Le Premier Août & Szechuan Noodle Salad

Flipping the calendar from July to August sends the message home. Holy smokes, summer is half-over. I suppose some might say it’s more than half. In a few weeks, life in our little town will begin to get very quiet again. Moms, Pops and their kids will head south for pre-school soccer practice and back-to-school buying binges. But that’s them. For me, the first of August will always be summer’s midpoint.

Of course, I may be confused but I seem to remember that summer vacation always began the last week in June. I think the final school bell rang on Wednesday but it could have been Tuesday or Thursday. Ten weeks later, on the day after Labor Day, we returned to cinderblock walls and linoleum floors. By the way, if this description suggests that I attended reform school or kiddie lockup, I can assure you that is not the case. Most of the schools in my suburban town were built quickly during the post-WWII baby boom. They weren’t pretty but they went up fast. In any case, August 1 was more or less the midpoint of our summer vacation.

The first day of August also commemorates the founding of the Swiss federation. Having lived there for almost two decades, La Suisse will always be my second home. Le Premier Août (translation the first of August) is Fête Nationale Suisse or Swiss National Day. You might want to think of it as the Swiss equivalent of our Independence Day. You might but you’d be a bit off base. The day commemorates the peaceful start of the Swiss federation not the start of a revolution.

The hoopla (or lack-of) dates back to 1291. Maybe things have changed but to say that Le Premier Août festivities are understated would be an extreme exaggeration. At least when I lived in and around Geneva, celebrations were pretty low key. Then again, so are the Swiss. As a tourist wandering through, if you didn’t know something was happening, you’d probably miss it.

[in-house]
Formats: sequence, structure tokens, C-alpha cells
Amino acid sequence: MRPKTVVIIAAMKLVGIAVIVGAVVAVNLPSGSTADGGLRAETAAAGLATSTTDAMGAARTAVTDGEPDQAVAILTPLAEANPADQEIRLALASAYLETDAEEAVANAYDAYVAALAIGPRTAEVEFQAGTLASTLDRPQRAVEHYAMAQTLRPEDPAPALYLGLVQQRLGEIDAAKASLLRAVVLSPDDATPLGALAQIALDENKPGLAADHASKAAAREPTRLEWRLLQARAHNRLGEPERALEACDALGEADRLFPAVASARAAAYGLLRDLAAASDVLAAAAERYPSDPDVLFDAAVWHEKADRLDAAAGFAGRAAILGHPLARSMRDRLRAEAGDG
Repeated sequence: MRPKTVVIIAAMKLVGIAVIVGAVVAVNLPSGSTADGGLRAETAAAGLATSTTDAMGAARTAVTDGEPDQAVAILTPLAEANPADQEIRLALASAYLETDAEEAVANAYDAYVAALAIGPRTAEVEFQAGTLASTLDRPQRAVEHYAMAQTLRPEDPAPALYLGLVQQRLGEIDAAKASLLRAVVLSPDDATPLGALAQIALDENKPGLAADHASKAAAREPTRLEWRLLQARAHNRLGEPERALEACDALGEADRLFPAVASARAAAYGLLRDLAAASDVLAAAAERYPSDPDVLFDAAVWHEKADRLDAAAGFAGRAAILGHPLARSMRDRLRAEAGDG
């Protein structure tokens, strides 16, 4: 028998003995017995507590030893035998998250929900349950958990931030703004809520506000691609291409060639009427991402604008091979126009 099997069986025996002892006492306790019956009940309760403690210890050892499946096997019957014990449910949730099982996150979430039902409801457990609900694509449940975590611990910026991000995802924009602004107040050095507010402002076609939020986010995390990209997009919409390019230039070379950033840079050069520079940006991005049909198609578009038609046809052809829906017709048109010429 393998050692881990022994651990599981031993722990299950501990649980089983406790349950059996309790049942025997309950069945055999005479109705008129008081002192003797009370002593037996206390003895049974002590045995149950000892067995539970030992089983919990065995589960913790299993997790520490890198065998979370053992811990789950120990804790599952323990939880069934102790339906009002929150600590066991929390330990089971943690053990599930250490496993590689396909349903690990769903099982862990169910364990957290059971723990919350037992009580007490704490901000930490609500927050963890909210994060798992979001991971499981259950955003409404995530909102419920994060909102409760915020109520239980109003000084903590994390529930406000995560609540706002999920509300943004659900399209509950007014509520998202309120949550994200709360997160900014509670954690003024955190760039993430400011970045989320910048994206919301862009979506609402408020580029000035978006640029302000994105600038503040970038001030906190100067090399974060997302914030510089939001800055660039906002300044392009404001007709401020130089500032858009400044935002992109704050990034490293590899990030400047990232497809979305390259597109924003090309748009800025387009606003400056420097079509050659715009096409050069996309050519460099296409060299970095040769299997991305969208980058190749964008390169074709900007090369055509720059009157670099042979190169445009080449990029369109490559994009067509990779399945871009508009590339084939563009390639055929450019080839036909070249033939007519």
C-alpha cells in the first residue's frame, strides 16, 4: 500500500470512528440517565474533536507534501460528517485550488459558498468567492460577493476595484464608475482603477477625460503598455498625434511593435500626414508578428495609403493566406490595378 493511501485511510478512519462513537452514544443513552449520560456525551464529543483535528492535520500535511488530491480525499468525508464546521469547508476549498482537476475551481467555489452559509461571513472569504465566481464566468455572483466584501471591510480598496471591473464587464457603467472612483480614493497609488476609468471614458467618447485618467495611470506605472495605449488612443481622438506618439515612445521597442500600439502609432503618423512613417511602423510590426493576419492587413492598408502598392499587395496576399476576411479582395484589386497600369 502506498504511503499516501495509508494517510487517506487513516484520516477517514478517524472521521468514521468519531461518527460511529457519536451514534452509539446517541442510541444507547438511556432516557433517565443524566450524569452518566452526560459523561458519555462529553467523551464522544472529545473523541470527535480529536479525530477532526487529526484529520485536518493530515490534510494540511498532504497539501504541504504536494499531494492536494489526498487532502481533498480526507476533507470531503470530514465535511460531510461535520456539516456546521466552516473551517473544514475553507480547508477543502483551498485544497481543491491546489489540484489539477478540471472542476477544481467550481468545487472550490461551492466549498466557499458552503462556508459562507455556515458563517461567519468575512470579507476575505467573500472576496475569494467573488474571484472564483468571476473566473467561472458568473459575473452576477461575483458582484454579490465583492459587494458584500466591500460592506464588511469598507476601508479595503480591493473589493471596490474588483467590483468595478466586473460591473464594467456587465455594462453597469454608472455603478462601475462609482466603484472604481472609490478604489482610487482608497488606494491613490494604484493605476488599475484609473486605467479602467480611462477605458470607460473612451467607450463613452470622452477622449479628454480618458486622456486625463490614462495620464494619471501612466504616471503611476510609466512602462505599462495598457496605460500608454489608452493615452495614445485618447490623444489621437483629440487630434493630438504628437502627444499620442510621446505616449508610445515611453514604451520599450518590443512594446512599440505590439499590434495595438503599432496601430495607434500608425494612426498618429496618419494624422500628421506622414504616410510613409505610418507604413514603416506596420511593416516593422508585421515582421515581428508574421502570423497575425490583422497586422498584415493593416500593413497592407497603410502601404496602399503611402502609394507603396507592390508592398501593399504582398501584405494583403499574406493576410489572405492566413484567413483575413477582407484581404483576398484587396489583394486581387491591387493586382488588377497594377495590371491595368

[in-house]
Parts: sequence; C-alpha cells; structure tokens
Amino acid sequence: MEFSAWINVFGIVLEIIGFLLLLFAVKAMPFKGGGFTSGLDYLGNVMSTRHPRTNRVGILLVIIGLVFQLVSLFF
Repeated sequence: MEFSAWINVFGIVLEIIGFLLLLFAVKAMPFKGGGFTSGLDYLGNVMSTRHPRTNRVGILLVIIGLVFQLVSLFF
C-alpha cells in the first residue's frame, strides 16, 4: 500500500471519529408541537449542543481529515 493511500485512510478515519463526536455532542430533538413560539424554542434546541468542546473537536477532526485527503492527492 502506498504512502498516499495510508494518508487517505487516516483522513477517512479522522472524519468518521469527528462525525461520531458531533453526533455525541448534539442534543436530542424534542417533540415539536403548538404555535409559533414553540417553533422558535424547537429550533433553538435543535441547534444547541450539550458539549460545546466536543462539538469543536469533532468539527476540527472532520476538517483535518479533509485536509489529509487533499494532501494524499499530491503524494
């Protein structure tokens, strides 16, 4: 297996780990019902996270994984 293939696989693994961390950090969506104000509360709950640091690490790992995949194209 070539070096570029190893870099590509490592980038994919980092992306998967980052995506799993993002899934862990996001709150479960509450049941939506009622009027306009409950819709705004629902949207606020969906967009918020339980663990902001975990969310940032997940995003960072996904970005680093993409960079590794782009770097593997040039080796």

If you can believe it, Fête Nationale Suisse was more or less ignored until 1891. (America held its first birthday party one year to the day of signing the Declaration of Independence.) For most of the time I lived in Switzerland, August 1 was business as usual. You might see a flag or two waving in a window box but not much more. (The flags did lend a cheery, patriotic air to the geraniums.)

Now admittedly, there was at least a modest amount of enthusiasm for the seven hundredth anniversary in 1991. Low keyed as they were, those celebrations triggered something. I’m guessing someone in Bern realized that a few festivities were good for the economy. So with very little fanfare, Fête Nationale Suisse was finally declared an official holiday in 1994.

Now, I seem to remember celebrating Le Premier Août at least a time or two. If nothing else, it was a nice excuse to spend an evening by the lake. We’d reserve a table at one of the lakeside, seasonal cafés and enjoy filet de perche or pack a picnic and head to the town beach.

One year, it might have been 1994, I returned home to find a cheerful crowd gathered in the field across the road. At the time, I was living in the countryside outside of Geneva. I loved that apartment. It was one of three in an ancient barn renovation. The apartment was huge with a view of fields and hills on one side and the Alps on the other. As I got ready to call it a night, I paused to watch several families celebrate. The kids danced around and their dads helped them set off fireworks. It was a jolly gathering, filled with fun … and a bit of excitement. No ambulances were called but more than one fire was stamped out amid shrieks of glee.

Wishing you bonne fête and bon appétit!

Szechuan Noodle Salad with Chicken or Pork
So, no – this recipe is not Swiss. However, it was one of my favorite summer dishes to take along to a lakeside picnic when I lived in Geneva. Enjoy!
Serves 8

8-12 ounces vermicelli rice noodles
3 garlic cloves, chopped
1 (2-inch) piece ginger, peeled and chopped
3 tablespoons soy sauce
3 tablespoons unseasoned rice vinegar
Juice of 1 lime
2 tablespoons fish sauce
2 teaspoons sesame oil
1 tablespoon or to taste chili sauce
Sea salt and freshly ground pepper to taste
1/4 cup extra virgin olive oil
1 1/2-2 pounds cooked chicken or pork, thinly sliced or shredded
6-8 radishes, thinly sliced
1/2 English cucumber, peeled and thinly sliced
3-4 scallions, thinly sliced
1/2 cup chopped fresh cilantro
1/2 cup chopped fresh mint
3 tablespoons toasted sesame seeds

Put the vermicelli in a bowl, cover with hot water and soak for 10 minutes. Drain, rinse under cold water and drain again.

While the noodles soak, put the garlic, ginger, soy, vinegar, lime juice, fish sauce, sesame oil and chili sauce in a small food processor or blender, season with salt and pepper and process until the garlic and ginger are finely chopped. Add the olive oil and process until smooth.